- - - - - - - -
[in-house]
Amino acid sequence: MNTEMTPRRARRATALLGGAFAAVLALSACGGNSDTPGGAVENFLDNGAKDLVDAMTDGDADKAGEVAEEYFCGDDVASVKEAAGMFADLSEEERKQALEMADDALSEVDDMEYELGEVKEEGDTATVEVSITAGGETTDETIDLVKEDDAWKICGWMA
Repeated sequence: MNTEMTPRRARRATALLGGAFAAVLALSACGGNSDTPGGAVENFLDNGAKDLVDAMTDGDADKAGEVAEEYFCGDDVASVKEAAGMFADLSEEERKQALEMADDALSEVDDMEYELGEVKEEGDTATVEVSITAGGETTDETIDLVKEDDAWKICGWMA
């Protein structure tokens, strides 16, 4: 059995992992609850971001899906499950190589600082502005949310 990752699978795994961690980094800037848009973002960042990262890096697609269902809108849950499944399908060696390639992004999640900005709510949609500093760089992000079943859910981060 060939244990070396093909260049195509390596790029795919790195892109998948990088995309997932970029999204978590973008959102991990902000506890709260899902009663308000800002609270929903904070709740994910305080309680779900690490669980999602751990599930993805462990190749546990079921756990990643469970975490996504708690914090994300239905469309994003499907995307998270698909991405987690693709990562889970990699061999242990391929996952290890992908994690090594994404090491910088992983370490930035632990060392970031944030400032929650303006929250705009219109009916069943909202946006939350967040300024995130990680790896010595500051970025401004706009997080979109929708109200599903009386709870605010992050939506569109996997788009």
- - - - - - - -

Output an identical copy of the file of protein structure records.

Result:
[in-house]
Amino acid sequence: MNTEMTPRRARRATALLGGAFAAVLALSACGGNSDTPGGAVENFLDNGAKDLVDAMTDGDADKAGEVAEEYFCGDDVASVKEAAGMFADLSEEERKQALEMADDALSEVDDMEYELGEVKEEGDTATVEVSITAGGETTDETIDLVKEDDAWKICGWMA
Repeated sequence: MNTEMTPRRARRATALLGGAFAAVLALSACGGNSDTPGGAVENFLDNGAKDLVDAMTDGDADKAGEVAEEYFCGDDVASVKEAAGMFADLSEEERKQALEMADDALSEVDDMEYELGEVKEEGDTATVEVSITAGGETTDETIDLVKEDDAWKICGWMA
């Protein structure tokens, strides 16, 4: 059995992992609850971001899906499950190589600082502005949310 990752699978795994961690980094800037848009973002960042990262890096697609269902809108849950499944399908060696390639992004999640900005709510949609500093760089992000079943859910981060 060939244990070396093909260049195509390596790029795919790195892109998948990088995309997932970029999204978590973008959102991990902000506890709260899902009663308000800002609270929903904070709740994910305080309680779900690490669980999602751990599930993805462990190749546990079921756990990643469970975490996504708690914090994300239905469309994003499907995307998270698909991405987690693709990562889970990699061999242990391929996952290890992908994690090594994404090491910088992983370490930035632990060392970031944030400032929650303006929250705009219109009916069943909202946006939350967040300024995130990680790896010595500051970025401004706009997080979109929708109200599903009386709870605010992050939506569109996997788009």